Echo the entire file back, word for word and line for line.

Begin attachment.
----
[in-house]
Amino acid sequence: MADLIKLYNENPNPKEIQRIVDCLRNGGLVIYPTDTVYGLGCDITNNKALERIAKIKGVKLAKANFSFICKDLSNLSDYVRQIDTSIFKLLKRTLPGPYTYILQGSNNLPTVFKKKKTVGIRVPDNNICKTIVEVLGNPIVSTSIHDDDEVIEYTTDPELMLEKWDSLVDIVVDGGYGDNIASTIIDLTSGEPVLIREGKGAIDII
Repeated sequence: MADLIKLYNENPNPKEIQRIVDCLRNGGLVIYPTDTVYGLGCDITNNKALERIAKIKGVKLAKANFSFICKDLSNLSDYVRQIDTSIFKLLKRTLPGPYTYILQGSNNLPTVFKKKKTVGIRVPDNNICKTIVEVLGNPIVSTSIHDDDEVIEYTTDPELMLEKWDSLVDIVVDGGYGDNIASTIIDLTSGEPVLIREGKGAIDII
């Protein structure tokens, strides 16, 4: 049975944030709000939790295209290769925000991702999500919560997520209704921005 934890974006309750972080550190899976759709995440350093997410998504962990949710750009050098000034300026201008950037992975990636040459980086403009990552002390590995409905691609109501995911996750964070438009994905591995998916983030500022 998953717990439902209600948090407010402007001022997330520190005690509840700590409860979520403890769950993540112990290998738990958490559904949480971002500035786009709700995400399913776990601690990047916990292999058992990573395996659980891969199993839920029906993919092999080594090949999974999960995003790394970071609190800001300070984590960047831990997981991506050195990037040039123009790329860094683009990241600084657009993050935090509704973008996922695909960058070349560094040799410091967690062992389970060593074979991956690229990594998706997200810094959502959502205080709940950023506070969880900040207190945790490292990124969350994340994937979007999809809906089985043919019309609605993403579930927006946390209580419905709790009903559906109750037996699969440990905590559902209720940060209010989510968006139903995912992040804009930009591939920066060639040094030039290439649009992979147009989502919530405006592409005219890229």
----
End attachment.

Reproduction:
[in-house]
Amino acid sequence: MADLIKLYNENPNPKEIQRIVDCLRNGGLVIYPTDTVYGLGCDITNNKALERIAKIKGVKLAKANFSFICKDLSNLSDYVRQIDTSIFKLLKRTLPGPYTYILQGSNNLPTVFKKKKTVGIRVPDNNICKTIVEVLGNPIVSTSIHDDDEVIEYTTDPELMLEKWDSLVDIVVDGGYGDNIASTIIDLTSGEPVLIREGKGAIDII
Repeated sequence: MADLIKLYNENPNPKEIQRIVDCLRNGGLVIYPTDTVYGLGCDITNNKALERIAKIKGVKLAKANFSFICKDLSNLSDYVRQIDTSIFKLLKRTLPGPYTYILQGSNNLPTVFKKKKTVGIRVPDNNICKTIVEVLGNPIVSTSIHDDDEVIEYTTDPELMLEKWDSLVDIVVDGGYGDNIASTIIDLTSGEPVLIREGKGAIDII
């Protein structure tokens, strides 16, 4: 049975944030709000939790295209290769925000991702999500919560997520209704921005 934890974006309750972080550190899976759709995440350093997410998504962990949710750009050098000034300026201008950037992975990636040459980086403009990552002390590995409905691609109501995911996750964070438009994905591995998916983030500022 998953717990439902209600948090407010402007001022997330520190005690509840700590409860979520403890769950993540112990290998738990958490559904949480971002500035786009709700995400399913776990601690990047916990292999058992990573395996659980891969199993839920029906993919092999080594090949999974999960995003790394970071609190800001300070984590960047831990997981991506050195990037040039123009790329860094683009990241600084657009993050935090509704973008996922695909960058070349560094040799410091967690062992389970060593074979991956690229990594998706997200810094959502959502205080709940950023506070969880900040207190945790490292990124969350994340994937979007999809809906089985043919019309609605993403579930927006946390209580419905709790009903559906109750037996699969440990905590559902209720940060209010989510968006139903995912992040804009930009591939920066060639040094030039290439649009992979147009989502919530405006592409005219890229």